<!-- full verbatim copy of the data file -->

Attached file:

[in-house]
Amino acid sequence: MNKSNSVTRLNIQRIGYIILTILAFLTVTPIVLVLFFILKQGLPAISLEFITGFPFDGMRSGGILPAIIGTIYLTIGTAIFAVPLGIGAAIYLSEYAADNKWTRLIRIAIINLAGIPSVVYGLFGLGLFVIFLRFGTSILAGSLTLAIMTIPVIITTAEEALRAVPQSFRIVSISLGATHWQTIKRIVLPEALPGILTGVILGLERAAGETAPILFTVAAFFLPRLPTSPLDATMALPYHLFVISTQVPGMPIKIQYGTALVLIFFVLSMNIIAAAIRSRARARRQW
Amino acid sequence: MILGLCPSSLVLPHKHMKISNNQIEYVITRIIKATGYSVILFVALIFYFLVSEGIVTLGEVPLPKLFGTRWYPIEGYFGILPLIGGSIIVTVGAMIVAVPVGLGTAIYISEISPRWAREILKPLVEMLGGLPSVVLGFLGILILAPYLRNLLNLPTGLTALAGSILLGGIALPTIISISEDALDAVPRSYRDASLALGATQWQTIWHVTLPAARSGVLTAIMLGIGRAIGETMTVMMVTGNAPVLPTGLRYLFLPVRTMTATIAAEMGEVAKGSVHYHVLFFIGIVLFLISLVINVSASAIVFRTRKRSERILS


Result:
[in-house]
Amino acid sequence: MNKSNSVTRLNIQRIGYIILTILAFLTVTPIVLVLFFILKQGLPAISLEFITGFPFDGMRSGGILPAIIGTIYLTIGTAIFAVPLGIGAAIYLSEYAADNKWTRLIRIAIINLAGIPSVVYGLFGLGLFVIFLRFGTSILAGSLTLAIMTIPVIITTAEEALRAVPQSFRIVSISLGATHWQTIKRIVLPEALPGILTGVILGLERAAGETAPILFTVAAFFLPRLPTSPLDATMALPYHLFVISTQVPGMPIKIQYGTALVLIFFVLSMNIIAAAIRSRARARRQW
Amino acid sequence: MILGLCPSSLVLPHKHMKISNNQIEYVITRIIKATGYSVILFVALIFYFLVSEGIVTLGEVPLPKLFGTRWYPIEGYFGILPLIGGSIIVTVGAMIVAVPVGLGTAIYISEISPRWAREILKPLVEMLGGLPSVVLGFLGILILAPYLRNLLNLPTGLTALAGSILLGGIALPTIISISEDALDAVPRSYRDASLALGATQWQTIWHVTLPAARSGVLTAIMLGIGRAIGETMTVMMVTGNAPVLPTGLRYLFLPVRTMTATIAAEMGEVAKGSVHYHVLFFIGIVLFLISLVINVSASAIVFRTRKRSERILS